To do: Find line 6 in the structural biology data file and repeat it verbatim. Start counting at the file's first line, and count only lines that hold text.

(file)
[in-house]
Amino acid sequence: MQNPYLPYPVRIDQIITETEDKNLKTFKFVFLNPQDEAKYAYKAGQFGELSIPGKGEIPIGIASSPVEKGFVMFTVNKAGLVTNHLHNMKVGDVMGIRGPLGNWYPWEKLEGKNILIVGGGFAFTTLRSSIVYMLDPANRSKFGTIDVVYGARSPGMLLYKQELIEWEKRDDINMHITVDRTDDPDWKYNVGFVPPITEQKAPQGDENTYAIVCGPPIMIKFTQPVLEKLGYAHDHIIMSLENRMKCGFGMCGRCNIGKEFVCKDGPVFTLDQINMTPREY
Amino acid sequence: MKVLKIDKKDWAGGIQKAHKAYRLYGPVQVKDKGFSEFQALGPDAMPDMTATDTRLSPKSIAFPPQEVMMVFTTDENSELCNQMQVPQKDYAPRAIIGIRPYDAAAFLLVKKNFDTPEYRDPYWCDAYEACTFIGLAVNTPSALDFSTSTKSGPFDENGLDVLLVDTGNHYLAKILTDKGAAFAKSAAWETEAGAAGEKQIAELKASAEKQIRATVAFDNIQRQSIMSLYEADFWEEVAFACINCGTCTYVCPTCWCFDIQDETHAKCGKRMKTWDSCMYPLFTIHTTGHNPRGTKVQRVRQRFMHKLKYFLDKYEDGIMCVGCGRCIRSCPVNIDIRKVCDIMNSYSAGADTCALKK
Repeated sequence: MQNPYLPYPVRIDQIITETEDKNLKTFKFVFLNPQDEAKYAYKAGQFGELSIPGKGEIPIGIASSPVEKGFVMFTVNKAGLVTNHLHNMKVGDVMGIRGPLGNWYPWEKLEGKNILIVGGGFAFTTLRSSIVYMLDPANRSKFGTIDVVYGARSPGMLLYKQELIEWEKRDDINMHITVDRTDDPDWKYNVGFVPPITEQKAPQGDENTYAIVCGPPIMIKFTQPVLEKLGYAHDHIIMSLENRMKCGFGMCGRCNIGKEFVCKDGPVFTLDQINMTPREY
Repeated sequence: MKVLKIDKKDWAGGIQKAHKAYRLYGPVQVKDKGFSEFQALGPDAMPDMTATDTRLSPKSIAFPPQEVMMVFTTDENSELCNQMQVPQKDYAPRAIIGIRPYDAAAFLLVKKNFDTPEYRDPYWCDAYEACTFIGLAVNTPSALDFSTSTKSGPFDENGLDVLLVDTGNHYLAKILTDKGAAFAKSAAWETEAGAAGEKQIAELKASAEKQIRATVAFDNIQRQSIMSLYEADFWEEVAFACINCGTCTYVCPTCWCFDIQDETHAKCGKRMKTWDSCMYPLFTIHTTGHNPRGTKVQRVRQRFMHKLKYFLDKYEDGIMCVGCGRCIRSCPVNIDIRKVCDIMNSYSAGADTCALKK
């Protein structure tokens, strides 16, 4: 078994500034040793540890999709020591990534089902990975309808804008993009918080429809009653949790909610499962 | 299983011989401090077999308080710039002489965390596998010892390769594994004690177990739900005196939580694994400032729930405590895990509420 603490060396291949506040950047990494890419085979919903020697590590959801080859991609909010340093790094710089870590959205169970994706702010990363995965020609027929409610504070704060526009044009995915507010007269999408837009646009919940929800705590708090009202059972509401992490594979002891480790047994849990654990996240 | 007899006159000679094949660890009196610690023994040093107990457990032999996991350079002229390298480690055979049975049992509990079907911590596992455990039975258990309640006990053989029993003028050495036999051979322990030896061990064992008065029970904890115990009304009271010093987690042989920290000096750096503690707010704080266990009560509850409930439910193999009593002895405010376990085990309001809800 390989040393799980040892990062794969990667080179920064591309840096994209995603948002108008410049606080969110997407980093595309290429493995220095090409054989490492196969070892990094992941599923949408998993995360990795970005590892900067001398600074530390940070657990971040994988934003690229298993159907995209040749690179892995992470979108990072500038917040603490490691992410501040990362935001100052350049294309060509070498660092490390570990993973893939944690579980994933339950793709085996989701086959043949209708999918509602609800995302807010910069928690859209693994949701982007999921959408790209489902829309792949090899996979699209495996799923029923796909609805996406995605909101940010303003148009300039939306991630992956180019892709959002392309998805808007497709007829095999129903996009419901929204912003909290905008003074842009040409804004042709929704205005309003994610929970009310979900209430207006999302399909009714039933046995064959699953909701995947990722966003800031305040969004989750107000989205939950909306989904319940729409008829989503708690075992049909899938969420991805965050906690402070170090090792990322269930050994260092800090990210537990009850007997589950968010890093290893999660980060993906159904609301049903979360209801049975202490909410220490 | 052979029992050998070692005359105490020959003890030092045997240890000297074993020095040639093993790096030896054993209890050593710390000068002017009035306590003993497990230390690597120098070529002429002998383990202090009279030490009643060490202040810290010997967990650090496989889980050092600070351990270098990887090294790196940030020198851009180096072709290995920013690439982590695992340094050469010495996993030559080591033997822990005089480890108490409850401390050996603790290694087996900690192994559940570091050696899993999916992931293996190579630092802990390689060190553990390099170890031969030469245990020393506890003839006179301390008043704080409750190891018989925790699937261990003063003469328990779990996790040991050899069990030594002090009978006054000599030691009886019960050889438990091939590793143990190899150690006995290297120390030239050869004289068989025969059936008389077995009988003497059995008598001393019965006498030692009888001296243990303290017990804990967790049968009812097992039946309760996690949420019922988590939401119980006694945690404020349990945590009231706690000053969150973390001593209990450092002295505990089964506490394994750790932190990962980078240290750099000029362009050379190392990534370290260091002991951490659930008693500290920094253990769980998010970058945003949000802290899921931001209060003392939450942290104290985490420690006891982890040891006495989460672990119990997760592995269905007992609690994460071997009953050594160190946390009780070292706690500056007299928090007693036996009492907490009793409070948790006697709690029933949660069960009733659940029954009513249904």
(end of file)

């Protein structure tokens, strides 16, 4: 078994500034040793540890999709020591990534089902990975309808804008993009918080429809009653949790909610499962 | 299983011989401090077999308080710039002489965390596998010892390769594994004690177990739900005196939580694994400032729930405590895990509420 603490060396291949506040950047990494890419085979919903020697590590959801080859991609909010340093790094710089870590959205169970994706702010990363995965020609027929409610504070704060526009044009995915507010007269999408837009646009919940929800705590708090009202059972509401992490594979002891480790047994849990654990996240 | 007899006159000679094949660890009196610690023994040093107990457990032999996991350079002229390298480690055979049975049992509990079907911590596992455990039975258990309640006990053989029993003028050495036999051979322990030896061990064992008065029970904890115990009304009271010093987690042989920290000096750096503690707010704080266990009560509850409930439910193999009593002895405010376990085990309001809800 390989040393799980040892990062794969990667080179920064591309840096994209995603948002108008410049606080969110997407980093595309290429493995220095090409054989490492196969070892990094992941599923949408998993995360990795970005590892900067001398600074530390940070657990971040994988934003690229298993159907995209040749690179892995992470979108990072500038917040603490490691992410501040990362935001100052350049294309060509070498660092490390570990993973893939944690579980994933339950793709085996989701086959043949209708999918509602609800995302807010910069928690859209693994949701982007999921959408790209489902829309792949090899996979699209495996799923029923796909609805996406995605909101940010303003148009300039939306991630992956180019892709959002392309998805808007497709007829095999129903996009419901929204912003909290905008003074842009040409804004042709929704205005309003994610929970009310979900209430207006999302399909009714039933046995064959699953909701995947990722966003800031305040969004989750107000989205939950909306989904319940729409008829989503708690075992049909899938969420991805965050906690402070170090090792990322269930050994260092800090990210537990009850007997589950968010890093290893999660980060993906159904609301049903979360209801049975202490909410220490 | 052979029992050998070692005359105490020959003890030092045997240890000297074993020095040639093993790096030896054993209890050593710390000068002017009035306590003993497990230390690597120098070529002429002998383990202090009279030490009643060490202040810290010997967990650090496989889980050092600070351990270098990887090294790196940030020198851009180096072709290995920013690439982590695992340094050469010495996993030559080591033997822990005089480890108490409850401390050996603790290694087996900690192994559940570091050696899993999916992931293996190579630092802990390689060190553990390099170890031969030469245990020393506890003839006179301390008043704080409750190891018989925790699937261990003063003469328990779990996790040991050899069990030594002090009978006054000599030691009886019960050889438990091939590793143990190899150690006995290297120390030239050869004289068989025969059936008389077995009988003497059995008598001393019965006498030692009888001296243990303290017990804990967790049968009812097992039946309760996690949420019922988590939401119980006694945690404020349990945590009231706690000053969150973390001593209990450092002295505990089964506490394994750790932190990962980078240290750099000029362009050379190392990534370290260091002991951490659930008693500290920094253990769980998010970058945003949000802290899921931001209060003392939450942290104290985490420690006891982890040891006495989460672990119990997760592995269905007992609690994460071997009953050594160190946390009780070292706690500056007299928090007693036996009492907490009793409070948790006697709690029933949660069960009733659940029954009513249904």